Buy Photo

Courtenay Edelhart / The Californian

Berkshire Elementary School is in the Panama-Buena Vista Union School District.

Urged by parents who said the effort to redraw school boundaries had been rushed through with inadequate public input, the Panama-Buena Vista Union School District Tuesday put off indefinitely a vote on a proposed new attendance map.

Staff members need "time to read every letter, every note, and listen to those voices," said board member Dee Whitley.

District administrators had asked the board to consider new boundaries to accommodate growth in the southwest. Panama-Buena Vista has grown 16 percent over the last eight years from 15,032 students in 2005 to 17,473 as of May 1.

Under the plan, junior high school lines would have been unchanged, but 14 of the district's 18 elementary schools would have had new boundaries starting in 2013-14. The only elementary school boundaries that weren't changing were for Castle, Loudon, Sandrini and Van Horn.

The plan would have affected about 1,400 students, or roughly 8 percent of the district.

Parent Jeff Tkac said the democratic process had worked.

"I know there are a lot of details and not everybody is going to be made happy, but I think there needs to be more due diligence for the process to work," he said.

Under current boundaries, some schools are underused and others are overcrowded. The district's smallest school, McAuliffe Elementary, has 496 students and the largest, Berkshire Elementary, has 1,037.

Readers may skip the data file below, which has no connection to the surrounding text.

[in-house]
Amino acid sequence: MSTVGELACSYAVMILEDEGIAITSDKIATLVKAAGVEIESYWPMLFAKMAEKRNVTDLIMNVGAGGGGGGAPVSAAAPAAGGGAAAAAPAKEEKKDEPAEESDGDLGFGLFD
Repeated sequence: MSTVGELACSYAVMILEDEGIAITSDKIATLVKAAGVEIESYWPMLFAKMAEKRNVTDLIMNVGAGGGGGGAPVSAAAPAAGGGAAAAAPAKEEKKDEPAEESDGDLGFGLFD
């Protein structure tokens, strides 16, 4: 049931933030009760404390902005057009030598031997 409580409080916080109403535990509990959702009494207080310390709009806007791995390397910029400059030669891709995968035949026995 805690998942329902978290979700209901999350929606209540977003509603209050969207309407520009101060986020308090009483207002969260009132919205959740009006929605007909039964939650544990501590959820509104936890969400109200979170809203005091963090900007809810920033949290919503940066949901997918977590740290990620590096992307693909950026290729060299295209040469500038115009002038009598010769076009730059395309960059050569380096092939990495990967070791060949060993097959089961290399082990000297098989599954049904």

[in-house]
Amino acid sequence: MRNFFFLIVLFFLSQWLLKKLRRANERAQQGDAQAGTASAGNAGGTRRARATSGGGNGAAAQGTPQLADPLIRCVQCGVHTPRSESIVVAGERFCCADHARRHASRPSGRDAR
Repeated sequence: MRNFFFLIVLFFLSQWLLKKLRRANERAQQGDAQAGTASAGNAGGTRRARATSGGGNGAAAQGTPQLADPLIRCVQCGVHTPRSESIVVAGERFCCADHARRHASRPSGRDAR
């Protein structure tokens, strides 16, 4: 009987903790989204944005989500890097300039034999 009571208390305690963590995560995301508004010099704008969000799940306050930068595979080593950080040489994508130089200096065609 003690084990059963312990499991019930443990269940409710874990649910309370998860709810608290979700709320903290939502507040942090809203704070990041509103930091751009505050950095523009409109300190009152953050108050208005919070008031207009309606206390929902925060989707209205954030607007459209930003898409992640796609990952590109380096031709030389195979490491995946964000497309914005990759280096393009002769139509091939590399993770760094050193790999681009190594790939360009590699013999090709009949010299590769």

The boundary change would have distributed students more evenly.

There isn't much time to resolve the issue. The school year is over at the end of this month, and classes resume Aug. 19.

District administrators warned that barring a redistribution of students, the district would have to spend upwards of $750,000 for new portable classrooms at overcrowded schools, compared with just $70,000 in additional transportation costs had the plan been approved.

In the absence of new boundaries, students are going to have to change schools, anyway, because schools that are enrolled past their capacity are going to have to detour overflow to other campuses, they said.

Parent Elizabeth Howard, who lives in the McAuliffe Elementary School area, said she didn't buy the argument that failing to pass the plan would result in high portable classroom expenses.

"I know that at my school, anyway, we can accommodate any new children that they bring us without bringing in portables," she said.

Board member Cheryl Palla, alone in advocating that the board move ahead with the new map, said putting off the vote wouldn't resolve any complaints because some parents would still be unhappy whenever the board voted.

"It will continue to go on for months and months and months," she said.

Critics of the proposal said the plan didn't do enough to preserve bonds between classmates and neighbors, and didn't give sufficient consideration to making sure students who went to elementary school together also went to junior high school together.

Teachers are wary of a prolonged debate because they want to know where they will be assigned.

After the meeting, the president of the Panama-Buena Vista Teachers Union said she was pleased that the board had at least decided to move ahead with teacher transfer requests, which had previously been delayed in order to factor in the outcome of Tuesday's boundary vote.

"We had expected more teacher movement over the next two weeks," said Lauri Hoffernan, who teaches at Old River Elementary. "There will be less teacher movement now, just based on the openings in the district."